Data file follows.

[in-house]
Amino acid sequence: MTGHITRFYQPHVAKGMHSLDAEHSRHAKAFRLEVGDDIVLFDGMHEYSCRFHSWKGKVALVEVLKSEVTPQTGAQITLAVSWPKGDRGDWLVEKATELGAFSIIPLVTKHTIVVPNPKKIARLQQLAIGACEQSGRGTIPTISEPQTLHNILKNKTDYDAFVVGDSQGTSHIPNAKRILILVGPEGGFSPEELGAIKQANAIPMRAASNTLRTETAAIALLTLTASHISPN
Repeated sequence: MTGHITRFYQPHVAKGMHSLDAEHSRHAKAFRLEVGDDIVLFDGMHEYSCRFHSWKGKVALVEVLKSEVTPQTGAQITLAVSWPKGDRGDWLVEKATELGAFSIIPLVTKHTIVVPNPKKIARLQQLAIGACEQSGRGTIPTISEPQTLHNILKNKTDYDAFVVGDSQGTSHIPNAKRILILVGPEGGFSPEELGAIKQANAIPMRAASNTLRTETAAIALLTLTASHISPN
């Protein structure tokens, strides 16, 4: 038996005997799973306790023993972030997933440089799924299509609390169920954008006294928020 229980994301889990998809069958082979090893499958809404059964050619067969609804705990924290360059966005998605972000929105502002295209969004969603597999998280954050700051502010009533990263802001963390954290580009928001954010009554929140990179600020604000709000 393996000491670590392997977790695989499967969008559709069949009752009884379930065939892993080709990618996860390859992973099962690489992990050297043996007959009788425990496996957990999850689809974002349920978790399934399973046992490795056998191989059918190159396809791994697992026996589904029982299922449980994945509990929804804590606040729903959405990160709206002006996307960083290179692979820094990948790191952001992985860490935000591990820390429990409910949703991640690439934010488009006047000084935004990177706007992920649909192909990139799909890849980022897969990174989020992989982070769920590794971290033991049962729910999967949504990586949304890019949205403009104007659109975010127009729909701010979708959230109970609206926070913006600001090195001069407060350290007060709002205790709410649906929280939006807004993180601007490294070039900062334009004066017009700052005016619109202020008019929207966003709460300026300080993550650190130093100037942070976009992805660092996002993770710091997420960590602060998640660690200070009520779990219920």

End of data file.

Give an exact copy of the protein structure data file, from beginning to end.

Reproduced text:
[in-house]
Amino acid sequence: MTGHITRFYQPHVAKGMHSLDAEHSRHAKAFRLEVGDDIVLFDGMHEYSCRFHSWKGKVALVEVLKSEVTPQTGAQITLAVSWPKGDRGDWLVEKATELGAFSIIPLVTKHTIVVPNPKKIARLQQLAIGACEQSGRGTIPTISEPQTLHNILKNKTDYDAFVVGDSQGTSHIPNAKRILILVGPEGGFSPEELGAIKQANAIPMRAASNTLRTETAAIALLTLTASHISPN
Repeated sequence: MTGHITRFYQPHVAKGMHSLDAEHSRHAKAFRLEVGDDIVLFDGMHEYSCRFHSWKGKVALVEVLKSEVTPQTGAQITLAVSWPKGDRGDWLVEKATELGAFSIIPLVTKHTIVVPNPKKIARLQQLAIGACEQSGRGTIPTISEPQTLHNILKNKTDYDAFVVGDSQGTSHIPNAKRILILVGPEGGFSPEELGAIKQANAIPMRAASNTLRTETAAIALLTLTASHISPN
């Protein structure tokens, strides 16, 4: 038996005997799973306790023993972030997933440089799924299509609390169920954008006294928020 229980994301889990998809069958082979090893499958809404059964050619067969609804705990924290360059966005998605972000929105502002295209969004969603597999998280954050700051502010009533990263802001963390954290580009928001954010009554929140990179600020604000709000 393996000491670590392997977790695989499967969008559709069949009752009884379930065939892993080709990618996860390859992973099962690489992990050297043996007959009788425990496996957990999850689809974002349920978790399934399973046992490795056998191989059918190159396809791994697992026996589904029982299922449980994945509990929804804590606040729903959405990160709206002006996307960083290179692979820094990948790191952001992985860490935000591990820390429990409910949703991640690439934010488009006047000084935004990177706007992920649909192909990139799909890849980022897969990174989020992989982070769920590794971290033991049962729910999967949504990586949304890019949205403009104007659109975010127009729909701010979708959230109970609206926070913006600001090195001069407060350290007060709002205790709410649906929280939006807004993180601007490294070039900062334009004066017009700052005016619109202020008019929207966003709460300026300080993550650190130093100037942070976009992805660092996002993770710091997420960590602060998640660690200070009520779990219920």